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‘Don’t Wait Too Late to Make End-of-Life Decisions’

‘Don’t Wait Too Late to Make End-of-Life Decisions’

BROOKVILLE, NY—“Most of us wait until it’s too late to make decisions on end-of-life care,” Robert C. Cassidy, PhD, said at a conference on that subject. “But somewhere out there is an abyss, and we better start knitting a parachute before we get pushed out of the plane.”

Dr. Cassidy, director of medical ethics at Schneider Children’s Hospital and Long Island Jewish Medical Center, spoke at a meeting sponsored by the New York Citizens’ Committee on Health Care Decisions. This group promotes citizen involvement in forming health care policy, and the meeting explored ways in which patients can better control the environment in which they die.

“Because when and how one dies is so unpredictable, you need to have an adjustable plan,” Dr. Cassidy says. “Death used to come swiftly and at an early age. Today a patient’s life can be shaped by an illness at the end when the person’s support services may be fragmented, leading to feelings of isolation and fear.”

Good palliative care at the end of life is essential for a peaceful death and for the family’s peace of mind, said Maureen Haralabatos, a nurse practitioner who heads the Palliative Care Service at Stony Brook University Hospital.

“How a loved one dies is forever remembered by the family,” she said. “Our primary concern is to control pain. DNR does not mean ‘do not treat.’ Palliative care affirms life but sees death as a natural process.”

Ms. Haralabatos said that oncologists have often been reluctant to refer patients to the Palliative Care Service because they believe they “know how to care for this type of patient,” but now more doctors are seeking out the Service for their patients earlier in a terminal illness. Since Stony Brook began its program 3 years ago, Ms. Haralabatos and her staff have cared for about 300 patients. She noted that only about one-quarter of the patients she sees have filled out health care proxies.

Ms. Haralabatos considers the family of the dying person her patient as well. When she meets with the family, she reassures them their relative will be comfortable and not in pain. “I use the ‘D’ word,” she said. “I tell them the patient is dying. Doctors often use euphemisms or avoid the subject so that family members come away relieved that ‘at least the doctor didn’t say Mom is going to die.’”

To set the stage for a family’s farewell to a loved one, Ms. Haralabatos lowers the bedrails so the family can draw near, and she touches the patient so relatives know they can do the same. She dims the monitors, turns off the alarms, and slips away to the nurse’s station where she can observe the patient’s status. When the patient does expire, she reappears to break the news that the loved one is gone.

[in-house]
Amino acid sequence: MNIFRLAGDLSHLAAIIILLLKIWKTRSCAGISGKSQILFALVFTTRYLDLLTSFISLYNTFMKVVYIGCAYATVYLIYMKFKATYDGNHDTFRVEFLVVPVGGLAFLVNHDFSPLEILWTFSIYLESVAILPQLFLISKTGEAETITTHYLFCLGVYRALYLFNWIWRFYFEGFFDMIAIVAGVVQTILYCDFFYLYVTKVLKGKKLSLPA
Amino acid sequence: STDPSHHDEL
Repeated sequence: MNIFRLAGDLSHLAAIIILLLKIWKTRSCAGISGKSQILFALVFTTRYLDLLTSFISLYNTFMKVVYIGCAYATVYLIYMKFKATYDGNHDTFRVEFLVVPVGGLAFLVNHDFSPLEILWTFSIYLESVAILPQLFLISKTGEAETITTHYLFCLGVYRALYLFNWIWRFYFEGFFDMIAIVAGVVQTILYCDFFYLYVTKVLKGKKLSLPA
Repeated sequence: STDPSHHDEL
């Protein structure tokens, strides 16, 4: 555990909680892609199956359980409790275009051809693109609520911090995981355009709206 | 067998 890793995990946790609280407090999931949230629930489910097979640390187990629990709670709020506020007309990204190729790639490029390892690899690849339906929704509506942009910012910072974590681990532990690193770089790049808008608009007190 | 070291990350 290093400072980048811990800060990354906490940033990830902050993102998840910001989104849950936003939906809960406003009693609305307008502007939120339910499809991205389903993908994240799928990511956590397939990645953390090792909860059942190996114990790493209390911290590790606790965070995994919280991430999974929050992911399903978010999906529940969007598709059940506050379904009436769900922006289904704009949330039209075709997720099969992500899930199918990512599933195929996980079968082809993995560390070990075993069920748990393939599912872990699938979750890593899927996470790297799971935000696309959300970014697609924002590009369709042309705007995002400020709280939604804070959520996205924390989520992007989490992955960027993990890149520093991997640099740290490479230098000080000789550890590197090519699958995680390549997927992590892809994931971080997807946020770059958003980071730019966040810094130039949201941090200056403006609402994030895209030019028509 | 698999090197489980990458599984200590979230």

Hospice care offers another option for patients with terminal illness and can be offered in many different settings. Hospice goes where the patient is, said Paul Brenner, chair of the New York State Hospice Association. The hospice team assesses a patient’s physical, psychosocial, and spiritual needs. Based on these factors, the patient, physician, and family can form an end-of-life care plan.

The range of hospice services includes nursing, home health care, physical therapy, chaplaincy, and art and music therapy. Hospice makes liberal use of lay volunteers with no defined role, Mr. Brenner said. Patients may open up and speak more freely with these volunteers.

Hospice programs also play a role in helping the patient’s family get through the dying process, and the hospice staff generally stays involved in the life of the family for a year after a death.

Mr. Brenner said that the average patient stays under hospice care for just 18 days. This short time-frame is difficult on the patient, family, and staff, he said, since it turns hospice care into a brink-of-death intervention.

“Ideally, people would come to us 6 months before death,” he said. “We need to educate doctors and patients: The worst time to find out about hospice care is when you need it.”

Doctors often are reluctant to refer patients to hospice sooner because it means the end, Mr. Brenner said. To encourage earlier hospice care, some hospices call their program something more innocuous like “Pathways,” Mr. Brenner said, and admit patients who are expected to live up to 2 years, during which time they continue to receive treatment.

Advice on Planning for End-of-Life Care

  • Individuals should fill out a health care proxy and discuss it with their family and primary care physician.
  • Individuals should consider buying long-term care insurance.
  • The health care system should form a partnership of patients, insurance providers, and health care workers.
  • At the end of life, the health care system must provide patients adequate relief from pain, suffering, anxiety, and depression.
  • Even at the end, and even with a person declared DNR, the health care staff should help patients function and stay autonomous as long as possible. That means continuing physical therapy and psychological support, for example.
  • The health care staff should keep the family involved and encourage patients and families to plan ahead.
  • There must be continuity of care from a care-giving team, one that makes aggressive care near death a matter of choice.

Recommendations from a conference sponsored by the New York Citizens’ Committee on Health Care Decisions

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